Are parents more willing to vaccinate their children than themselves?

Tang, M. Y., Shahab, L., Robb, K. A. and Gardner, B. (2016) Are parents more willing to vaccinate their children than themselves? Journal of Health Psychology, 21(5), pp. 781-787. (doi: 10.1177/1359105314539527) (PMID:24984715)

205746.pdf - Accepted Version



Risk perception studies have focused on personal risks; yet many decisions are taken for others. Some studies have suggested that parents are especially sensitive to risks to their children. We compared 245 parents’ willingness to vaccinate their child versus themselves in nine hypothetical scenarios relating to influenza strains. Scenarios varied according to non-vaccination risk (low, medium and high) and ‘risk target’ (oneself, one’s child or, as a comparator, one’s elderly parent). Participants were more willing to vaccinate their child (61% acceptance) than themselves (54%) or their parent (56%). Parents may be more risk-sensitive when deciding for their child than for themselves.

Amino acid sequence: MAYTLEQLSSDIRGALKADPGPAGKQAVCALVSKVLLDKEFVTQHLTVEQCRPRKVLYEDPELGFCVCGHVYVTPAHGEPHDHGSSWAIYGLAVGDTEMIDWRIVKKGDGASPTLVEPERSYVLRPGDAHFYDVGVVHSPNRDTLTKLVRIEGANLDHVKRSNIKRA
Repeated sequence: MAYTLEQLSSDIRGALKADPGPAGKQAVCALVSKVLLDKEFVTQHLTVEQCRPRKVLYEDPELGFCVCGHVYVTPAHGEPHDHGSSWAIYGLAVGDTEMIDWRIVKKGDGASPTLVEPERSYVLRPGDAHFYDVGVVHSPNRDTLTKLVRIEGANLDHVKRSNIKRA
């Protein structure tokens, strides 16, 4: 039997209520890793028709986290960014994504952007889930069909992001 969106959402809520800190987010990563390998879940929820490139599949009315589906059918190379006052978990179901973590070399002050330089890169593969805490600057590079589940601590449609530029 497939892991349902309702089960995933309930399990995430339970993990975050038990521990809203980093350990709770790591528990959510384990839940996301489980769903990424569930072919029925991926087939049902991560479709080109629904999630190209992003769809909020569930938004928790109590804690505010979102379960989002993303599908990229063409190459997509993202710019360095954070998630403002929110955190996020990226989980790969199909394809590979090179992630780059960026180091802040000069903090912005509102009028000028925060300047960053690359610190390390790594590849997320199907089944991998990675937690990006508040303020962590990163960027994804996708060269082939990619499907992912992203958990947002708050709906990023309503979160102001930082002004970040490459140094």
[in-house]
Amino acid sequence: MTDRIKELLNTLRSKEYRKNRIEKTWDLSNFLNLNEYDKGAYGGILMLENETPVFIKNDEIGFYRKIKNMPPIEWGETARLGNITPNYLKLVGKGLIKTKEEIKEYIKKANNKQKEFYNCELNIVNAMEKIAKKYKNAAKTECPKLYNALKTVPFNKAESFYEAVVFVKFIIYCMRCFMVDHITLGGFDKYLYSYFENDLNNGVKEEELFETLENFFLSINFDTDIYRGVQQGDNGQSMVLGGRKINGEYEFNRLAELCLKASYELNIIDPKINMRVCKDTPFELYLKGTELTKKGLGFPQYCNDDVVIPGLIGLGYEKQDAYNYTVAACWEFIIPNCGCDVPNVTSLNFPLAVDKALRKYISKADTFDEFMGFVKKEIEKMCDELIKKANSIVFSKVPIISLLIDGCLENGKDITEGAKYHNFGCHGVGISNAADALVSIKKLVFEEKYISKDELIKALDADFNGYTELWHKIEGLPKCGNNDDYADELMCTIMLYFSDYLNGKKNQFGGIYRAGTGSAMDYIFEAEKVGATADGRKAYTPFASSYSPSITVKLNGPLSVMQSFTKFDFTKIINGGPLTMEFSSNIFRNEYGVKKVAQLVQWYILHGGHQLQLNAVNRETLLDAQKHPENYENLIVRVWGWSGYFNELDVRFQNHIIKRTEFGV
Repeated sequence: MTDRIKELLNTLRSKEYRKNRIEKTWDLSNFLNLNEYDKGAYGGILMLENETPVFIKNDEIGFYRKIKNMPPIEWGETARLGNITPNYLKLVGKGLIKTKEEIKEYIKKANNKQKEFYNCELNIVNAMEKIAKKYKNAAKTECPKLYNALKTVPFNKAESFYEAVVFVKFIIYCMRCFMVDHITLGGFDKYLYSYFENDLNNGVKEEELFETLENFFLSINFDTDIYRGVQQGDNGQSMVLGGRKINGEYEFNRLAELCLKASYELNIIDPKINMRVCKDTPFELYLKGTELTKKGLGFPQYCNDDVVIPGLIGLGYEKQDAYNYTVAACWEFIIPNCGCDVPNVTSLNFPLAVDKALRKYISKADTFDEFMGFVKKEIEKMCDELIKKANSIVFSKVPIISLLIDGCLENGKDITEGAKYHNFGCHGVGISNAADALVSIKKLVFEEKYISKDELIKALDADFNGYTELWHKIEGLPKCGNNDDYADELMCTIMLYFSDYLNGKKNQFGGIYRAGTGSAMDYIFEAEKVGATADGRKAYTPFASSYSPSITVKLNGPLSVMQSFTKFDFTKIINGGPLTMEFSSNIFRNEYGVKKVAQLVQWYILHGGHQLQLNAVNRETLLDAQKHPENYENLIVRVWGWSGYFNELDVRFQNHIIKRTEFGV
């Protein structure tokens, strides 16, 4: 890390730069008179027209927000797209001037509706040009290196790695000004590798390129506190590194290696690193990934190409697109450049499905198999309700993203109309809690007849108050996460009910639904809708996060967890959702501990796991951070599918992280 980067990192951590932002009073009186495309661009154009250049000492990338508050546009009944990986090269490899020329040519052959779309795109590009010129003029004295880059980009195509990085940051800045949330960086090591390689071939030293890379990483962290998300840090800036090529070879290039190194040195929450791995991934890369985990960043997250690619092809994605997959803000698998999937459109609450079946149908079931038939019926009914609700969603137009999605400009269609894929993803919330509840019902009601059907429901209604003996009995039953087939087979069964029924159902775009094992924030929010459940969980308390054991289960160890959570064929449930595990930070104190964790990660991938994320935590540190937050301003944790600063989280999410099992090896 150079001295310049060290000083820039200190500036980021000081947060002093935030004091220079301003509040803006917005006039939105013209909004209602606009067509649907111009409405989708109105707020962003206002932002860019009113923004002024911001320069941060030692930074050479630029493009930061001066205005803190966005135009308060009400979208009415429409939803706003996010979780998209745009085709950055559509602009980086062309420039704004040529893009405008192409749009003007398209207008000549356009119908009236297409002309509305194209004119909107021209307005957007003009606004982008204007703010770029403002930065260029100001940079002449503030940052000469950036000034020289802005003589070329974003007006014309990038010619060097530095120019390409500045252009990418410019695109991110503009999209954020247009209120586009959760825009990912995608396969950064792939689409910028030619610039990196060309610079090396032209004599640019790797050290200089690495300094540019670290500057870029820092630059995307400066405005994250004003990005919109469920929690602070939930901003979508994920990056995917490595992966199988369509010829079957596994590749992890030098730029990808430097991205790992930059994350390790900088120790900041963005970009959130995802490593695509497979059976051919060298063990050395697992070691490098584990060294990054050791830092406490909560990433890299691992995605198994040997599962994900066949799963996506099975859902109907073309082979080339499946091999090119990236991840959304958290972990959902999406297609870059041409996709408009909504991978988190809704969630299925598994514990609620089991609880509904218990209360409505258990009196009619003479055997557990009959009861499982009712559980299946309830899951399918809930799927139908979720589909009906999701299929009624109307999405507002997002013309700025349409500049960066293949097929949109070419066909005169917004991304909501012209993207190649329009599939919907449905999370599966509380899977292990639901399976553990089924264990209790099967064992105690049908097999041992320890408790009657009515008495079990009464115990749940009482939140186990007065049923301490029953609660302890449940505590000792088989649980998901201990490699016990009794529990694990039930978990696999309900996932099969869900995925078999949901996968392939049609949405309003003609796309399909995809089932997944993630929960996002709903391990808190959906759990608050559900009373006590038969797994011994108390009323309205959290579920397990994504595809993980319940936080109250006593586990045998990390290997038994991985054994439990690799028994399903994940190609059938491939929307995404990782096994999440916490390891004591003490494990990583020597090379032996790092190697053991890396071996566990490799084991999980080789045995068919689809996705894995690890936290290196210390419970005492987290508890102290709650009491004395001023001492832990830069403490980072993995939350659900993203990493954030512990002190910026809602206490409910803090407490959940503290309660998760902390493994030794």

Item Type:Articles
Glasgow Author(s) Enlighten ID:Robb, Professor Katie
Authors: Tang, M. Y., Shahab, L., Robb, K. A., and Gardner, B.
College/School:College of Medical Veterinary and Life Sciences > School of Health & Wellbeing > Mental Health and Wellbeing
Journal Name:Journal of Health Psychology
Publisher:SAGE Publications
ISSN (Online):1461-7277
Published Online:01 July 2014
Copyright Holders:Copyright © 2014 The Authors
First Published:First published in Journal of Health Psychology 21(5): 781-787
Publisher Policy:Reproduced in accordance with the publisher copyright policy

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